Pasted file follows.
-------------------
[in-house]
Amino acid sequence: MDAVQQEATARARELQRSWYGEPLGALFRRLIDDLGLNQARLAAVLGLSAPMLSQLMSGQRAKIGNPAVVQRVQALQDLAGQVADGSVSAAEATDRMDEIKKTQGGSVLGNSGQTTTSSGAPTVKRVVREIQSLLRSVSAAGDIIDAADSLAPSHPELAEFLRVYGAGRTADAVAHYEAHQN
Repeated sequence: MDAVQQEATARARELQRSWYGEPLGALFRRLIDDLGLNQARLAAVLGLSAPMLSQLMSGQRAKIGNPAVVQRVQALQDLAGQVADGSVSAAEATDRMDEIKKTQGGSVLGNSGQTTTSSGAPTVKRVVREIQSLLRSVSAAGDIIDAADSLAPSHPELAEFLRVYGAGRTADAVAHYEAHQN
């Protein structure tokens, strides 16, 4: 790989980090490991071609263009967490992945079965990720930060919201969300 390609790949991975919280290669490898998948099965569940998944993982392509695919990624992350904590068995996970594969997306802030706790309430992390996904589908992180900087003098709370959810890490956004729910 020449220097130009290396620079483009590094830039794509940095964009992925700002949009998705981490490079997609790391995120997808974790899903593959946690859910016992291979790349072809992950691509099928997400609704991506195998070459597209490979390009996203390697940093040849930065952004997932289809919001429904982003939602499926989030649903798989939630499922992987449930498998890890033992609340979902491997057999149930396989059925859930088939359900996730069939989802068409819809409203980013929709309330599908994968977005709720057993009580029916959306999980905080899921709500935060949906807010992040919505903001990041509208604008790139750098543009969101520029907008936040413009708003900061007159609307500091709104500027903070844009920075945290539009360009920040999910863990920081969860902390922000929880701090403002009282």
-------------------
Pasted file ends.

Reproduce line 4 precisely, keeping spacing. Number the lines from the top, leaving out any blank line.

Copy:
């Protein structure tokens, strides 16, 4: 790989980090490991071609263009967490992945079965990720930060919201969300 390609790949991975919280290669490898998948099965569940998944993982392509695919990624992350904590068995996970594969997306802030706790309430992390996904589908992180900087003098709370959810890490956004729910 020449220097130009290396620079483009590094830039794509940095964009992925700002949009998705981490490079997609790391995120997808974790899903593959946690859910016992291979790349072809992950691509099928997400609704991506195998070459597209490979390009996203390697940093040849930065952004997932289809919001429904982003939602499926989030649903798989939630499922992987449930498998890890033992609340979902491997057999149930396989059925859930088939359900996730069939989802068409819809409203980013929709309330599908994968977005709720057993009580029916959306999980905080899921709500935060949906807010992040919505903001990041509208604008790139750098543009969101520029907008936040413009708003900061007159609307500091709104500027903070844009920075945290539009360009920040999910863990920081969860902390922000929880701090403002009282």